There are many misconceptions about estate planning, especially amongst younger people or those with less assets. One such misconception is that a will is the only document needed to complete a plan for what happens after one passes. Another is that estate planning is an activity for older adults. In fact, there are multiple documents involved in an Ontario estate plan, and considering certain decisions even at a young age can help ease estate administration should someone pass away suddenly.
Those who are college-aged may think their limited assets preclude them from estate planning. However, some end-of-life decisions are important regardless of net worth. For example, naming a power of attorney for both health care and finances is critical to prevent significant hardship should one become incapacitated, for example in an accident. Once an adult, an individual can name whoever he or she would like to make these important decisions. This choice, and the need to legally verify it, should be considered by all adults in Ontario, even those who are younger.
Younger people should also clarify with their banks who should receive the assets within their accounts should they pass away suddenly. Wills can be used to divide up anything remaining, including debts that might exist from school or other early investments. Finally, funeral plans and life insurance should be considered. Although it is less likely for younger people to pass away, preparing for this potentiality can ease the difficulties for a family following such a tragedy.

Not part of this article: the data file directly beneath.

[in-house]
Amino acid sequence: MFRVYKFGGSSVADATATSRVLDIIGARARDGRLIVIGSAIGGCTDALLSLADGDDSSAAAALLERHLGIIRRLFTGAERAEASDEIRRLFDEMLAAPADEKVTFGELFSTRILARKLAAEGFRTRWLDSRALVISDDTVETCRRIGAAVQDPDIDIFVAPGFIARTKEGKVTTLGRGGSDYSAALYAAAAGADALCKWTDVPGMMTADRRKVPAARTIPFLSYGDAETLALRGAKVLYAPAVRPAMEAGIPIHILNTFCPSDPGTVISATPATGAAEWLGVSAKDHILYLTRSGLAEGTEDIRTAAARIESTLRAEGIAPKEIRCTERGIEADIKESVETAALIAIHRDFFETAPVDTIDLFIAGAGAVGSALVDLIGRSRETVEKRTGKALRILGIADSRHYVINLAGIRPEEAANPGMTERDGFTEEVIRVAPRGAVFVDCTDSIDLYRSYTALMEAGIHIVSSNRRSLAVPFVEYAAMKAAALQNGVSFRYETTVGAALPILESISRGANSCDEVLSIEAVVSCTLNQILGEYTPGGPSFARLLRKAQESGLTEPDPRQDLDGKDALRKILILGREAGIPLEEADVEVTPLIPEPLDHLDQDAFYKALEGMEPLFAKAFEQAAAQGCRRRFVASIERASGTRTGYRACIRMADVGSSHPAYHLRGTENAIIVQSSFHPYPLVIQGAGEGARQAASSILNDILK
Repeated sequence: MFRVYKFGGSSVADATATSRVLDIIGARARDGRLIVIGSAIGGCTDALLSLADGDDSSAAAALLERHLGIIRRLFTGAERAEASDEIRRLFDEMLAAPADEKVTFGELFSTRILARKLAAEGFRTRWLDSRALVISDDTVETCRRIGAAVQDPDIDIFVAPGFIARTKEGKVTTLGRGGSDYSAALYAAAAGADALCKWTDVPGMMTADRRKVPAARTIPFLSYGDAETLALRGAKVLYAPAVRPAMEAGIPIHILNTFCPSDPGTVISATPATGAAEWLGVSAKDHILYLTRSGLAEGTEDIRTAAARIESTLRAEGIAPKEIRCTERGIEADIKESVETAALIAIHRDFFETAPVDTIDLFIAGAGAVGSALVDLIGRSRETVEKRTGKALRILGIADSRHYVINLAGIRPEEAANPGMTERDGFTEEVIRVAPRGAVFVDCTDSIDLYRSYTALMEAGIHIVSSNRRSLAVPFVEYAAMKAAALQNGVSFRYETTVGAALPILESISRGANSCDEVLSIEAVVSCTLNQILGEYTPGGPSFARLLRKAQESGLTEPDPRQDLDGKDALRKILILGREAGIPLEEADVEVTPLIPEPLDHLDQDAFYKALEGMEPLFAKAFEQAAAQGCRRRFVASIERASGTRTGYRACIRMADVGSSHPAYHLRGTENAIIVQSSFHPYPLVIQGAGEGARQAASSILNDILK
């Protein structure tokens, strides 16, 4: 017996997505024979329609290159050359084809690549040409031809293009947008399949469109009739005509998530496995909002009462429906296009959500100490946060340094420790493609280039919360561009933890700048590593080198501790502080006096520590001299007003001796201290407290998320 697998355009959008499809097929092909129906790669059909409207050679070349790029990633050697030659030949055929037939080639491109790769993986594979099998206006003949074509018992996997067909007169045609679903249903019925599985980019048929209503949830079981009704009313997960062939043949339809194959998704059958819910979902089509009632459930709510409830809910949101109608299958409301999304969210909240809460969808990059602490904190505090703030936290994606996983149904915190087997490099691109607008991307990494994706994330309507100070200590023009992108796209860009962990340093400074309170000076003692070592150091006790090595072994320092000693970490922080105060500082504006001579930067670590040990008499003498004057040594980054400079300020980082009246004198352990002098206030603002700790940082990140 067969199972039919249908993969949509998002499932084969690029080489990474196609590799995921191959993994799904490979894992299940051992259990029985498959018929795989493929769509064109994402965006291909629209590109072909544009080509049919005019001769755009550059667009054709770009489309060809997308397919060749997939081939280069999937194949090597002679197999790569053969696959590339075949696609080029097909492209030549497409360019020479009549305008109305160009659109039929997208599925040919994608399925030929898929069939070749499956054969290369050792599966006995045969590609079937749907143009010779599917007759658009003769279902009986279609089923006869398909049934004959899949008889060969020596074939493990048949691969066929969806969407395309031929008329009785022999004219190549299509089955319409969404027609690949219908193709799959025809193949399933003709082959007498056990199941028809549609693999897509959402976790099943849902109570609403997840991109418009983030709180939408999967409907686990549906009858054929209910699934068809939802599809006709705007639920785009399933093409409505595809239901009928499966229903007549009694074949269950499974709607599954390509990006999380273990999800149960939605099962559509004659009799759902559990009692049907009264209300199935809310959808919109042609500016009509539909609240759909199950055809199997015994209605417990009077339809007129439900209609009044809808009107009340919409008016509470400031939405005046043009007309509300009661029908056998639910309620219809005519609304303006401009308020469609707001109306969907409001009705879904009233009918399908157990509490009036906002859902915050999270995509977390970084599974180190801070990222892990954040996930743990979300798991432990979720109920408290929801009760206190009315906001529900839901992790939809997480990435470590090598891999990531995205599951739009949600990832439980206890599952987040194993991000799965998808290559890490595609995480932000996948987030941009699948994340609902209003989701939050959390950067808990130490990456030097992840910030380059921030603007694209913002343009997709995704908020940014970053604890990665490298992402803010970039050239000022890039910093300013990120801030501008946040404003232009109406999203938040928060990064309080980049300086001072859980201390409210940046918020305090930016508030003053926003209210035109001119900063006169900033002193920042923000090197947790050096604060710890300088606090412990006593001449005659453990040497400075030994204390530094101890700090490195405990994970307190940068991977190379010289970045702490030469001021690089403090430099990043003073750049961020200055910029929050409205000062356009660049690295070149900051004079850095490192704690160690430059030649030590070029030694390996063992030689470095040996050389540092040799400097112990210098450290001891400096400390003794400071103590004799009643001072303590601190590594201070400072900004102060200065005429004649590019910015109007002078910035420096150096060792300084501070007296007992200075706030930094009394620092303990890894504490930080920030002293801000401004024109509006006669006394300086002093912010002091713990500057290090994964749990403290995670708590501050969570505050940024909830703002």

As people age, the complexity of their wealth and the people involved in their estate plan can shift and expand. Spouses and children will often be considered in estate plans further down the line. Keeping plans up to date is therefore important to make estate administration as straightforward as possible for those left behind. Those who are responsible for administering an estate can benefit from legal support to understand their obligations under Ontario law.